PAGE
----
What to consider when buying an off the plan apartment.

Market Insights
2 years ago
2 minutes

Buying off-the-plan is not like buying an existing apartment or townhome - you’re purchasing a property that hasn't been built yet. There are many drawcards to this - mainly that you will be buying a home that no one has ever lived in before, with a floor plan that suits your lifestyle and a possible choice in finishes. Here are a few things to keep in mind when buying off-the-plan. 


As an off-the-plan purchaser, you may be able to inspect the display suite but chances are, you will not be able to physically inspect the apartment you’re considering purchasing. While display suites do an incredible job of showcasing the quality of fixtures and finishes, it will likely be different in layout and size to the available property. Be sure to thoroughly review the specifications so you’re fully aware of how your new home will be built. 

Strata fees

Amenities are one of the most appealing factors when considering apartment living. Imagine having a pool, garden, gym and sauna with no maintenance. Well not quite, someone still needs to maintain the amenities to ensure residents can continue to enjoy them. This is covered by the strata fees - ensure you understand how much your new home will require in strata fees to avoid any surprises.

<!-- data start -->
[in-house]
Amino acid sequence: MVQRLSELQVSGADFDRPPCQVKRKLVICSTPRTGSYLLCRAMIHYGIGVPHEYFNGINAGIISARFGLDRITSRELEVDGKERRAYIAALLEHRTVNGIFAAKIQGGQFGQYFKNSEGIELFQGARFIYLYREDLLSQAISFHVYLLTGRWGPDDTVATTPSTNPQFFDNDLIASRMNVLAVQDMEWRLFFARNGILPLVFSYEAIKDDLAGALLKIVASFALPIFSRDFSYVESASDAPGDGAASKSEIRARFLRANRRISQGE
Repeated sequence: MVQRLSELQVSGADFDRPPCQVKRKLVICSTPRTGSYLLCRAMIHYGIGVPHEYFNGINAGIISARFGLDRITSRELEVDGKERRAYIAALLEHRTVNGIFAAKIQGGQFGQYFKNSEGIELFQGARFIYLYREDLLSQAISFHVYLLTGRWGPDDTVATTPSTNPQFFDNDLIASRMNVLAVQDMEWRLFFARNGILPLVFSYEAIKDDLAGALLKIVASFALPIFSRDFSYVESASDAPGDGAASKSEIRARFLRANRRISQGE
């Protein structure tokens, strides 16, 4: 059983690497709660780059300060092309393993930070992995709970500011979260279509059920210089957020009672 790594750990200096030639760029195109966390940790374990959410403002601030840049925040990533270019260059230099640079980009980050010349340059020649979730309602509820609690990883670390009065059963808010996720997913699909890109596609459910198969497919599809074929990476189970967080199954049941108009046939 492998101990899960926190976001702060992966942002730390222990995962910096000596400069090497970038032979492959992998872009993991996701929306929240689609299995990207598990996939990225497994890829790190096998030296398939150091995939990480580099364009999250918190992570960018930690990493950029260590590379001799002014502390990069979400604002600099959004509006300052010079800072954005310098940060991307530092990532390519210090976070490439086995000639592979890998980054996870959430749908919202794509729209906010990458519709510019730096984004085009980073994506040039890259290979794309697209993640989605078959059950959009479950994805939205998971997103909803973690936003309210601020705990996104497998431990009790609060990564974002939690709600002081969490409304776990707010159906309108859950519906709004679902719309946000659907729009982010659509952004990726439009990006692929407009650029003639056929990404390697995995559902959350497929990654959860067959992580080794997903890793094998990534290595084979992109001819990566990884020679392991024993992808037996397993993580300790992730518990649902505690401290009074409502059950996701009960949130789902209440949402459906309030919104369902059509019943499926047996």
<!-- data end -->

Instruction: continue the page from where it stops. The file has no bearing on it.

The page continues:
Photo by Scott Graham on Unsplash

Review the contract thoroughly

The contract of sale and disclosure document that accompanies your potential off-the-plan property details both the responsibilities of the seller and your responsibilities. As a purchaser, it’s very important you understand these in full when entering into any agreement to purchase.

Off-the-plan contracts are generally more complex than those for established homes. Review and re-review the contract.

Consider the developer and builder’s reputations

Potential buyers should definitely consider the reputation and past performance of the developer and builder. For added peace of mind, Phil Dwyer, President of the Builders Collective of Australia urges potential buyers to ask both builders and developers to provide the names of previous clients as a reference. “If they won’t, there’s probably something wrong,” Dwyer said to the Australian Financial Review

Considering the fact that buying off-the-plan necessitates entering into a contractual agreement with either the developer or builder, it’s even more important for you to know who you are contracting with. 

While these may initially sound daunting, purchasing off-the-plan isn’t so different from other types of property purchases. Click here to read how Lenia - a first home buyer - entered the property market with an off-the-plan apartment. For more lifestyle, news and market insights, click here. 

Header image by Sven Mieke on Unsplash